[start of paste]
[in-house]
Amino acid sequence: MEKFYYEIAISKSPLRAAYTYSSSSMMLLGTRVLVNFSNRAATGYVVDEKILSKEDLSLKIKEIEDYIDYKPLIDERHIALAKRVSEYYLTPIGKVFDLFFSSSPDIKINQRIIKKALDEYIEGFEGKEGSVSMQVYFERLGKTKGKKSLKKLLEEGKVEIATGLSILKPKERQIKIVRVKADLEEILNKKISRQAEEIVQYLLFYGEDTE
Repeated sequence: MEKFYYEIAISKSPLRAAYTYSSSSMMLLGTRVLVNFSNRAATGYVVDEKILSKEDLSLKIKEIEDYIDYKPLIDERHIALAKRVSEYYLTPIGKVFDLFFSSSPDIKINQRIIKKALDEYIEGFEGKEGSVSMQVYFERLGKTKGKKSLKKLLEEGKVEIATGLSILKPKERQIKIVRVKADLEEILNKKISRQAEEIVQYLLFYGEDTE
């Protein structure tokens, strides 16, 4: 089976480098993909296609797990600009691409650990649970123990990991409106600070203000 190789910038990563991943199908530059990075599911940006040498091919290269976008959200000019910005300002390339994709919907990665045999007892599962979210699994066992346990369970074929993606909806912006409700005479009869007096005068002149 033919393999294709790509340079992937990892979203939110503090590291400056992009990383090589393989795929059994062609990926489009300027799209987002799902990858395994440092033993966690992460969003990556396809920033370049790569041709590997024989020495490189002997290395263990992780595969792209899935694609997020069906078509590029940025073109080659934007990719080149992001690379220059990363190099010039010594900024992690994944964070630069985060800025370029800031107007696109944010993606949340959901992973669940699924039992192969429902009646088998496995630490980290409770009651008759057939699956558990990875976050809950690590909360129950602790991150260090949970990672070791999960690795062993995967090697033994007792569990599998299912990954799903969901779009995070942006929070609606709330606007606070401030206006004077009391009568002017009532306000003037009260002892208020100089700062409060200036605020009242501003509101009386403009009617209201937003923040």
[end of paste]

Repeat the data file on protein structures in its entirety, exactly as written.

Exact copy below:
[in-house]
Amino acid sequence: MEKFYYEIAISKSPLRAAYTYSSSSMMLLGTRVLVNFSNRAATGYVVDEKILSKEDLSLKIKEIEDYIDYKPLIDERHIALAKRVSEYYLTPIGKVFDLFFSSSPDIKINQRIIKKALDEYIEGFEGKEGSVSMQVYFERLGKTKGKKSLKKLLEEGKVEIATGLSILKPKERQIKIVRVKADLEEILNKKISRQAEEIVQYLLFYGEDTE
Repeated sequence: MEKFYYEIAISKSPLRAAYTYSSSSMMLLGTRVLVNFSNRAATGYVVDEKILSKEDLSLKIKEIEDYIDYKPLIDERHIALAKRVSEYYLTPIGKVFDLFFSSSPDIKINQRIIKKALDEYIEGFEGKEGSVSMQVYFERLGKTKGKKSLKKLLEEGKVEIATGLSILKPKERQIKIVRVKADLEEILNKKISRQAEEIVQYLLFYGEDTE
């Protein structure tokens, strides 16, 4: 089976480098993909296609797990600009691409650990649970123990990991409106600070203000 190789910038990563991943199908530059990075599911940006040498091919290269976008959200000019910005300002390339994709919907990665045999007892599962979210699994066992346990369970074929993606909806912006409700005479009869007096005068002149 033919393999294709790509340079992937990892979203939110503090590291400056992009990383090589393989795929059994062609990926489009300027799209987002799902990858395994440092033993966690992460969003990556396809920033370049790569041709590997024989020495490189002997290395263990992780595969792209899935694609997020069906078509590029940025073109080659934007990719080149992001690379220059990363190099010039010594900024992690994944964070630069985060800025370029800031107007696109944010993606949340959901992973669940699924039992192969429902009646088998496995630490980290409770009651008759057939699956558990990875976050809950690590909360129950602790991150260090949970990672070791999960690795062993995967090697033994007792569990599998299912990954799903969901779009995070942006929070609606709330606007606070401030206006004077009391009568002017009532306000003037009260002892208020100089700062409060200036605020009242501003509101009386403009009617209201937003923040």